9. TonyK said,

    December 1, 2014 @ 8:31 am

    My money is on "STAR INVASION" shortened to "STARVASION" and put through a spell-checker.

  10. Victor Mair said,

    December 1, 2014 @ 1:31 pm

    From a colleague:

    Wow, Victor, just wow. I thought one of your responses was particularly worth taking note of: the commenter pointed out that all such English isn’t meant for English speakers anyway; it’s meant for other Japanese.

    And many of the “words” are not English anyway, just English-like. My Japanese colleague tells me that oftentimes ad words in Japanese text are from the outset simply meaningless and uninterpretable, and deliberately so; they are simply added to give the reader the impression that the company is hip and attractive through a “word” shape and appearance that Japanese find attractive.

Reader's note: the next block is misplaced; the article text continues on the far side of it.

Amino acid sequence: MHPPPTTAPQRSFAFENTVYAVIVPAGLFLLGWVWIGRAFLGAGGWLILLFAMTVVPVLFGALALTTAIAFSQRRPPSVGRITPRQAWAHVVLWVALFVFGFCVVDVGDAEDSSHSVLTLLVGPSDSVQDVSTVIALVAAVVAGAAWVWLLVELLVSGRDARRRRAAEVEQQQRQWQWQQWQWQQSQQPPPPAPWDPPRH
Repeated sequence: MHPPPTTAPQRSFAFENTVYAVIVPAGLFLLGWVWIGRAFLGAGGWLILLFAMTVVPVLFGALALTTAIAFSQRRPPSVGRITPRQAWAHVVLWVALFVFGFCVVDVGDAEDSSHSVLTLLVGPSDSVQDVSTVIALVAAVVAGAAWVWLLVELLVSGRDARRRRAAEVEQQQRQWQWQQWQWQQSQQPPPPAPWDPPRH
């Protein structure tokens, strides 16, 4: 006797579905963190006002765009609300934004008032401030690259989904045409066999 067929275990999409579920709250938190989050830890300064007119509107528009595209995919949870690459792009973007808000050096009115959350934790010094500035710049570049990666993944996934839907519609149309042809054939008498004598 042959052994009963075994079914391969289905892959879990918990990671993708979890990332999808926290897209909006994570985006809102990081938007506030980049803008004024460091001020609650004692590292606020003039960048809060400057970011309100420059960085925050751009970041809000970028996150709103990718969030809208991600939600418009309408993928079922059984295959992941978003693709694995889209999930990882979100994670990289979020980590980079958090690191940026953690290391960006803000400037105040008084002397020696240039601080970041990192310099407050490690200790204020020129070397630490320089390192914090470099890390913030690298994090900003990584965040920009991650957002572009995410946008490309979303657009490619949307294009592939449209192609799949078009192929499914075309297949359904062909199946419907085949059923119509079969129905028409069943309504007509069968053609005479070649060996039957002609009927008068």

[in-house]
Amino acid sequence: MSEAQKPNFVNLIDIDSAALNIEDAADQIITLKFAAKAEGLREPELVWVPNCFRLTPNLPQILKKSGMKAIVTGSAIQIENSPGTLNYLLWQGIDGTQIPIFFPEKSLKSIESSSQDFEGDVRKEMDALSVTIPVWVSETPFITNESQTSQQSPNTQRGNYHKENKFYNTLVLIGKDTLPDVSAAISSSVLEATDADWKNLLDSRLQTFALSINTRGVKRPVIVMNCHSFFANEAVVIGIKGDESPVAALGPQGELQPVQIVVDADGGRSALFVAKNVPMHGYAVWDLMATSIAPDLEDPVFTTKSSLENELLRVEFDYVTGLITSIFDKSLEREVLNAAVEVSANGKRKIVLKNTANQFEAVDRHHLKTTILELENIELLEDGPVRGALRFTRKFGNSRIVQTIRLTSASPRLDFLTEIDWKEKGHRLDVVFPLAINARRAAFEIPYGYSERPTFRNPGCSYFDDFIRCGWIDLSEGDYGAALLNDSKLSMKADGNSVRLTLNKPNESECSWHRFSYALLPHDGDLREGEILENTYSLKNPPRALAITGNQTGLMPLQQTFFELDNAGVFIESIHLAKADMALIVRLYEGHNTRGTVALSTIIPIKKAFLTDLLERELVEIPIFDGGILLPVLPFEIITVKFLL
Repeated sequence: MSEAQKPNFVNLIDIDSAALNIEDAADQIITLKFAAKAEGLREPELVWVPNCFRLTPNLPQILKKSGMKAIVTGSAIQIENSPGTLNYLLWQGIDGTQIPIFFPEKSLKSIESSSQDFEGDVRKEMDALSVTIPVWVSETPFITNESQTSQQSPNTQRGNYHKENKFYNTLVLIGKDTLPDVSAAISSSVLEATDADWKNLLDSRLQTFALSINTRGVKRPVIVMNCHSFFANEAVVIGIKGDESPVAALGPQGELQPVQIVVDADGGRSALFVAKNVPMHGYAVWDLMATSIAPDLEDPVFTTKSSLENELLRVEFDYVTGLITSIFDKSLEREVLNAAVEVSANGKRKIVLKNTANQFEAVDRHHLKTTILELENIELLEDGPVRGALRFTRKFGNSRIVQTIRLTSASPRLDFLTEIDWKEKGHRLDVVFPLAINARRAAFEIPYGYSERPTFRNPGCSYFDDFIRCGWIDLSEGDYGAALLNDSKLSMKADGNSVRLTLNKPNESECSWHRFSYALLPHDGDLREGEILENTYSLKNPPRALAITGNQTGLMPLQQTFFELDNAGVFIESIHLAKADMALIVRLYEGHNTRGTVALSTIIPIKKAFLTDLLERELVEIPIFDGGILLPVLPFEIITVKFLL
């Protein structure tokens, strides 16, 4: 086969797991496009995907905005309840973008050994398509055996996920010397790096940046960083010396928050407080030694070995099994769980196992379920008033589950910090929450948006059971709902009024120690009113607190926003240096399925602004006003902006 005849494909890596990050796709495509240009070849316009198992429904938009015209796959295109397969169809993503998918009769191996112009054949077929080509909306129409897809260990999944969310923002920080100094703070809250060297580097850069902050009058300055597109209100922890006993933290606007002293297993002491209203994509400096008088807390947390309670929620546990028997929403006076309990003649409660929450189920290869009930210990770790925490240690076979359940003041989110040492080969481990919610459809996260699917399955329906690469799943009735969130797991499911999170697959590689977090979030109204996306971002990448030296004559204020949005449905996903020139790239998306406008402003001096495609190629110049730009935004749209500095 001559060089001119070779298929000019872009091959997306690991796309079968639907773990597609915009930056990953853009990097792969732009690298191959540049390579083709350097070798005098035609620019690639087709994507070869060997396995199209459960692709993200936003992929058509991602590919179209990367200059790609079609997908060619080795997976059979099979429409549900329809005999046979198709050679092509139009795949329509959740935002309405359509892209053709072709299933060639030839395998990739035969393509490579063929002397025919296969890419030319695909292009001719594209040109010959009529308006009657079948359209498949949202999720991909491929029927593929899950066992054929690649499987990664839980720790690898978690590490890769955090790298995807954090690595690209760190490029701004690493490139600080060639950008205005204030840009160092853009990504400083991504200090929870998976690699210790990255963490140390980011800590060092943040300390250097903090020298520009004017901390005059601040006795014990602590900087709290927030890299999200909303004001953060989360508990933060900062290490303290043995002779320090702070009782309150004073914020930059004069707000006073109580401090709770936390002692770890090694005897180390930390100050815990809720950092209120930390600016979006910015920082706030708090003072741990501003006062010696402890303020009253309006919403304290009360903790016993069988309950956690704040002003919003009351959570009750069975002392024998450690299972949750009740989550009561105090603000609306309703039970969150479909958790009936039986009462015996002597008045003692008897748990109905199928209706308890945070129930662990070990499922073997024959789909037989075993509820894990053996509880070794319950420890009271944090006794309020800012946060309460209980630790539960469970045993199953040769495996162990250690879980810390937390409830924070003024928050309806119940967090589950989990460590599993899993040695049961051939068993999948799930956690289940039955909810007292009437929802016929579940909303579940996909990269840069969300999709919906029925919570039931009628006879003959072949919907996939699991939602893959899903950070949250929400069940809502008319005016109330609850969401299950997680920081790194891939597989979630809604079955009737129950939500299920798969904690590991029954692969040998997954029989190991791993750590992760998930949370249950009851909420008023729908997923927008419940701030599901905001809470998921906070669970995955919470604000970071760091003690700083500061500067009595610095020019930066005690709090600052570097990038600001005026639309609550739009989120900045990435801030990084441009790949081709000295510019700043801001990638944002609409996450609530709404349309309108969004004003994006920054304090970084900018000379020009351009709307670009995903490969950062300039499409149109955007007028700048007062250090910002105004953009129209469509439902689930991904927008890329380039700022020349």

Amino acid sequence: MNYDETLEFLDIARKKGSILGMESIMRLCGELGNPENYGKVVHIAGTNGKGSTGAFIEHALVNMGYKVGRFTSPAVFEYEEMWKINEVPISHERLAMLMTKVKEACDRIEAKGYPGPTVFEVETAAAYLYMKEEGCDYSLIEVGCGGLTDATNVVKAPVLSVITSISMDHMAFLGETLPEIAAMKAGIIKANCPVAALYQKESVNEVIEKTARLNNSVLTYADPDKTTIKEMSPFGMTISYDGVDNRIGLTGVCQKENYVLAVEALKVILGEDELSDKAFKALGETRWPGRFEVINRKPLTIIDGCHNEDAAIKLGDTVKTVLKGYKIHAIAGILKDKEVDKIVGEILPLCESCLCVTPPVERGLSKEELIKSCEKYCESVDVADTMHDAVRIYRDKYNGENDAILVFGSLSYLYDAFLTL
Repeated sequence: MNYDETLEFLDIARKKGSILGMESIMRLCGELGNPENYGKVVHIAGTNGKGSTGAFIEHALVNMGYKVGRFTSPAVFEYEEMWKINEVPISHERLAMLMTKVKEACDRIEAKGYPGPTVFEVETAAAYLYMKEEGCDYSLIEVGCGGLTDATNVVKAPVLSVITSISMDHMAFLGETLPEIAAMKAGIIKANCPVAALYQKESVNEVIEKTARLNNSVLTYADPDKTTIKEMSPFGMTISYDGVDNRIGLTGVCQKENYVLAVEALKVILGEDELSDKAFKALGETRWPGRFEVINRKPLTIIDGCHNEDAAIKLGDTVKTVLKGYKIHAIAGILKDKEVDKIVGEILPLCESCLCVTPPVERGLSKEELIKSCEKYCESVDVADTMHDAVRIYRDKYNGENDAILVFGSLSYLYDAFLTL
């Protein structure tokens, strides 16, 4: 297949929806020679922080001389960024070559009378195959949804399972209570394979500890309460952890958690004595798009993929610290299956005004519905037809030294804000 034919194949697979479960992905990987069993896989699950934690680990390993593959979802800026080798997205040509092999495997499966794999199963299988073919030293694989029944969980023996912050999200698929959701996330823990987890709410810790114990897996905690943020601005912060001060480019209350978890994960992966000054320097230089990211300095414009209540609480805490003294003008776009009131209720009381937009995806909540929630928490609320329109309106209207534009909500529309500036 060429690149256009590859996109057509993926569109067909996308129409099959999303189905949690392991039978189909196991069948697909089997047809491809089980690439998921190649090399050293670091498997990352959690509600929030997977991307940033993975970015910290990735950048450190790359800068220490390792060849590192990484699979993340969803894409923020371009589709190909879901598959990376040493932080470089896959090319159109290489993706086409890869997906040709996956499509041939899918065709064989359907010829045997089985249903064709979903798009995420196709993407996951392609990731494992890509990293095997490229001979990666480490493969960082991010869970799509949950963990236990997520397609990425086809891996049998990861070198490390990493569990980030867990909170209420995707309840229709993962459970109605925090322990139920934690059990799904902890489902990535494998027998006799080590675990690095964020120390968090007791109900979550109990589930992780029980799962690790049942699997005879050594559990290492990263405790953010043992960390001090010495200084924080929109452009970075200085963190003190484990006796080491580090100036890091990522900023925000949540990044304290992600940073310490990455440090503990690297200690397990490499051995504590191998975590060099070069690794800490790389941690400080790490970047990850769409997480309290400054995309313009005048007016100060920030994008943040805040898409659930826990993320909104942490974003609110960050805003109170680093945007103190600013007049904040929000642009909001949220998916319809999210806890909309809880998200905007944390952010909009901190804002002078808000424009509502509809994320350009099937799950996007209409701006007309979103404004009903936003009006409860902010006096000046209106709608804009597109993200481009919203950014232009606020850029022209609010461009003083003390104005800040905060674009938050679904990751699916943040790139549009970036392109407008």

11. AG said,

    December 2, 2014 @ 5:04 am

    Matt's definitely got the right idea. So many words in Japanese (pseudo-) English involve "star" (Starbucks, rockstar, etc.) and so many end in "-tion" that this probably seemed like a slam dunk, particularly with that hint of "baby" in the middle.

  12. John Rohsenow said,

    December 3, 2014 @ 4:05 am

    I believe that most Americans believe that DATSUN is a Japanese word, but someone pointed out to me many years ago that it cannot be, and
    in fact is pronounced by Japanese spkrs as "Datosan". Anyone know where
    DATSUN came from?

  13. Keith said,

    December 3, 2014 @ 8:35 am

    @John Rohsenow
    Wikipedia has a rather good article explaining the name.

  14. Nathan Myers said,

    December 3, 2014 @ 11:50 pm

    Usually Datsun is explained as an interrogative exclamation by a Yiddish PR consultant on being told he must come up with a good, marketable brand name before end of business the following day. The customer was pleased with his quick service.

  15. Michael said,

    December 7, 2014 @ 8:13 am

    If katakana is the origin, then star+baby+station isn't too far-fetched. A Japanese search on Google pulls up a number posts suggesting that as the basis of the name, so it's at least crossed the mind of some native-speakers.

RSS feed for comments on this post